Why Do Search Words Matter?
The English language is as rich and diverse as the people who speak it. Our age, the part of the country we inhabit, our ethnic and cultural backgrounds....all of these factors affect the words we use (and don't use) on a daily basis. Is that a car you're driving? Or an automobile? Or a vehicle? Or is it simply your ride? Is that person over there a teenager or a teen or an adolescent or a young adult? It depends who you are talking to, doesn't it?
Search tools are sort of like us: rich and diverse. Some tools work well with keyword searches, while others function best if you can zero in on the specific subject term preferred by that tool. By using the right search terms you can be more successful at finding the exact information you need for your research paper or project. So how do you know what the "right" term is?
Noteworthy child development titles within GVRL include:
Specialized education databases we have access to include the following:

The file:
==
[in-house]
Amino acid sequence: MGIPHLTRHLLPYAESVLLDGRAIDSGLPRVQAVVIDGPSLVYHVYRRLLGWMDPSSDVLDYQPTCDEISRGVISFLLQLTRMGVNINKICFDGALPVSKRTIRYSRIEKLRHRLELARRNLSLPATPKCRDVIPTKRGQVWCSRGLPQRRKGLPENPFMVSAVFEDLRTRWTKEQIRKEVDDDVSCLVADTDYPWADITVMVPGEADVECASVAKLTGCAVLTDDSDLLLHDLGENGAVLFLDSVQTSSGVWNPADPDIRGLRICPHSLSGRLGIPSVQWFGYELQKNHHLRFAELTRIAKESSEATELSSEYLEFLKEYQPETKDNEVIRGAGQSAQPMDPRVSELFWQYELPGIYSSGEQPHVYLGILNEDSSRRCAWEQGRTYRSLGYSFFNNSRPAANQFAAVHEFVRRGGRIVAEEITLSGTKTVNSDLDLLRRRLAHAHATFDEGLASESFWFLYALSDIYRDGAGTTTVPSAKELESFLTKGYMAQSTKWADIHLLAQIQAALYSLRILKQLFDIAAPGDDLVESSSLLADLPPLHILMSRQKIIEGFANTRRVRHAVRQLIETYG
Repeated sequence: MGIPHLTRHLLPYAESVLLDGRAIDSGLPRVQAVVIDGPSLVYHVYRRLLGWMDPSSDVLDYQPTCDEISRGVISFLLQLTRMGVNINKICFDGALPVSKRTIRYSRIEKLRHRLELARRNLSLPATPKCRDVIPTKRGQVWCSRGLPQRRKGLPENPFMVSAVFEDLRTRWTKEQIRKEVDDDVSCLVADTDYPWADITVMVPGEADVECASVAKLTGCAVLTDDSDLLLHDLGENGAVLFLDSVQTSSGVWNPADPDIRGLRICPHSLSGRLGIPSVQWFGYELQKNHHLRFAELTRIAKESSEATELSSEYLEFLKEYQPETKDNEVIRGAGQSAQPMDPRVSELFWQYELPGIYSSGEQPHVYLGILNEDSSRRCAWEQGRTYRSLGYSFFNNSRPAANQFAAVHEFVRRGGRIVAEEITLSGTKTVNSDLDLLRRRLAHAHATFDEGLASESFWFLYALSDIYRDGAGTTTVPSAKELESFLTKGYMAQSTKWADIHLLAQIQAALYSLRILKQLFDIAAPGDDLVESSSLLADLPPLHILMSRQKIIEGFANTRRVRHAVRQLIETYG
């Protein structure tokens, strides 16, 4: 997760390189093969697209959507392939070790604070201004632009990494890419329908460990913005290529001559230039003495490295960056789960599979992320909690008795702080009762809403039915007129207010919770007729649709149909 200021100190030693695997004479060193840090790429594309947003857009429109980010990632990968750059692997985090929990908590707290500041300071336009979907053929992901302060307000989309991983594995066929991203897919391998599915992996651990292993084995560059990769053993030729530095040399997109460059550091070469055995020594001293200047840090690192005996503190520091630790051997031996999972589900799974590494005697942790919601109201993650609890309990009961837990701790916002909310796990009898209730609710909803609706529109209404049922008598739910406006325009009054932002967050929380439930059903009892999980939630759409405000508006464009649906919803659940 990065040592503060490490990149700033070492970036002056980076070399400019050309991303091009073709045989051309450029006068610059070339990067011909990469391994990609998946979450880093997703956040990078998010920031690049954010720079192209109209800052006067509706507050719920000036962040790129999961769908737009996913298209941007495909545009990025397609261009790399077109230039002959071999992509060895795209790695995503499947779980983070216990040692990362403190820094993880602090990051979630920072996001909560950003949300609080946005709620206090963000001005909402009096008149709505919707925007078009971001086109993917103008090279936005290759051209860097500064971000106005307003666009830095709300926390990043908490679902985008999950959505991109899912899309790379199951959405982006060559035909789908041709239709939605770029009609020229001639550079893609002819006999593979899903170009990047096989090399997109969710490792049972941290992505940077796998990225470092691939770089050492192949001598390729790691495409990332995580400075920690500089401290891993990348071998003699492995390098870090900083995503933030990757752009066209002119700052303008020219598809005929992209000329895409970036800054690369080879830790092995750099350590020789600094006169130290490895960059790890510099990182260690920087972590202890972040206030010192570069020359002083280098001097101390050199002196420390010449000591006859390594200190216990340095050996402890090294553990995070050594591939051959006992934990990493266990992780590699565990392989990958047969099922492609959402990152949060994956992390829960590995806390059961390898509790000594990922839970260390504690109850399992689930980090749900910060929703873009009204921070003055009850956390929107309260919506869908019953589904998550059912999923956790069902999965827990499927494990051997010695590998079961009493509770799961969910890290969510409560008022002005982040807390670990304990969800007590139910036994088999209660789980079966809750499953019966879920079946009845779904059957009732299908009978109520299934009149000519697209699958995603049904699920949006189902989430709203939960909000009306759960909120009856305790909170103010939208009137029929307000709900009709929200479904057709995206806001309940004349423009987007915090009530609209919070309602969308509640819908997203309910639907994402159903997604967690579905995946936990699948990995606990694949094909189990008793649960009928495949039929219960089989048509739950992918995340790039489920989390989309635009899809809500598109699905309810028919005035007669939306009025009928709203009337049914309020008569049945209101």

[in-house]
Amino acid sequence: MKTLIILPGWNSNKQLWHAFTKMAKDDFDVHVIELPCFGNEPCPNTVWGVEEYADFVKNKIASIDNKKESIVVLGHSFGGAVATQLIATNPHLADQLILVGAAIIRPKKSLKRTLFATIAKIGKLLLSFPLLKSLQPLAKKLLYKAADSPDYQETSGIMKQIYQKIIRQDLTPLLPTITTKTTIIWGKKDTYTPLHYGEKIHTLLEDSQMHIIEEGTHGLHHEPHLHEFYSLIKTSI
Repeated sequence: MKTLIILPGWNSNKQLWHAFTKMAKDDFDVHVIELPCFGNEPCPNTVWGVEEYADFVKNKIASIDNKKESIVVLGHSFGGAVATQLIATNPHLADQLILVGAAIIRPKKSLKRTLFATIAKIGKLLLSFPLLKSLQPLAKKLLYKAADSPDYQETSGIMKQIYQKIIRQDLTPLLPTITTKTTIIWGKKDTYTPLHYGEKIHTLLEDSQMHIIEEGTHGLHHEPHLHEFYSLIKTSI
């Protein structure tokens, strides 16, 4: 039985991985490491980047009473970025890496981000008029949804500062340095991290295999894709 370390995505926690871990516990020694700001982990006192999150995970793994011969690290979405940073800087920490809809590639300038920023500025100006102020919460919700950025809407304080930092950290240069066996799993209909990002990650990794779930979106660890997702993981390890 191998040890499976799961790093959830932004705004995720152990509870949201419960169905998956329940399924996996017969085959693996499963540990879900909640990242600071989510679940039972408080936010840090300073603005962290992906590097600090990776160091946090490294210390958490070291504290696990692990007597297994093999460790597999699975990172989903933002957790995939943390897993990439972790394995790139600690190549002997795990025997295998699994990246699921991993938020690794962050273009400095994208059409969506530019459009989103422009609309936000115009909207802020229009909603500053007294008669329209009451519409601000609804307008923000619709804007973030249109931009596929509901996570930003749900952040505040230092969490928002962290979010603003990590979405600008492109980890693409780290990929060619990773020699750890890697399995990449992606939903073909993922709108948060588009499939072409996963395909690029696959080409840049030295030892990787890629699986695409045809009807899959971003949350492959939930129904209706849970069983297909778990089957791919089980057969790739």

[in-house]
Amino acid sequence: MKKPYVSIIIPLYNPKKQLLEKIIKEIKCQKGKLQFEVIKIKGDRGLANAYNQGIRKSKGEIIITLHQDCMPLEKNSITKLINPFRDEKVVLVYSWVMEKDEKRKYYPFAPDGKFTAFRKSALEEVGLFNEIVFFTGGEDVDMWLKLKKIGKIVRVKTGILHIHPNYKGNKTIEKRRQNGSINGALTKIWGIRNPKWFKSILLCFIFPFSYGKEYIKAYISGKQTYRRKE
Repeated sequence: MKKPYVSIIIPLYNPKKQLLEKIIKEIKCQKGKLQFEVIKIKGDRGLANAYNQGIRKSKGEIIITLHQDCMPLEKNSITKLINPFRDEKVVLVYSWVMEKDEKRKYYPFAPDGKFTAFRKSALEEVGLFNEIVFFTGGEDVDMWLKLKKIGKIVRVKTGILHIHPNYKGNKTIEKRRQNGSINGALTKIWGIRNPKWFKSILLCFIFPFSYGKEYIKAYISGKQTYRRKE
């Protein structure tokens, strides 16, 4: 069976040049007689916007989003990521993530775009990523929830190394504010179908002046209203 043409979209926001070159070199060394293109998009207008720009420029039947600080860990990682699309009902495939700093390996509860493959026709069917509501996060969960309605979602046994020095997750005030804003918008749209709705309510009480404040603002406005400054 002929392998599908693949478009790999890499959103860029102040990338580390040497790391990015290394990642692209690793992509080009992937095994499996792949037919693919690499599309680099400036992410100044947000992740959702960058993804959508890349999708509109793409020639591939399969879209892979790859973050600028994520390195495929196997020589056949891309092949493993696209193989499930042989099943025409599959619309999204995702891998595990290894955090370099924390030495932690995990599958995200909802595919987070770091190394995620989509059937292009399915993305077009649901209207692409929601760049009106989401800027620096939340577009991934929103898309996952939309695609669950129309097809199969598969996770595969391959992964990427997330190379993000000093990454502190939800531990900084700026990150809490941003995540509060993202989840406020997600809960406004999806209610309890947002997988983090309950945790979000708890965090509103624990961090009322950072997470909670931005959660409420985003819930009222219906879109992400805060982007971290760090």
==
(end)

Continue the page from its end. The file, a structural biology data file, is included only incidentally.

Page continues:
In addition, consider using some of our general databases to find information on your topic. Two commonly used databases are from Gale and EBSCO:
Use these credible Web resources to build upon the knowledge you have already gained about your topic through your reading of books and articles. One of the best ways to evaluate Web resources is to compare what you read on the Web to what you have already learned from all of your other research.
Child Development: Sponsored by the Center for Disease Control
Early Learning Resources: Sponsored by the U.S. Department of Education
Use books to read broad overviews and detailed discussions of your topic. You can also use books to find primary sources, which are often published together in collections.
You'll use the library catalog to search for books, ebooks, articles, and more.
Use Google Scholar to find scholarly information on the Web.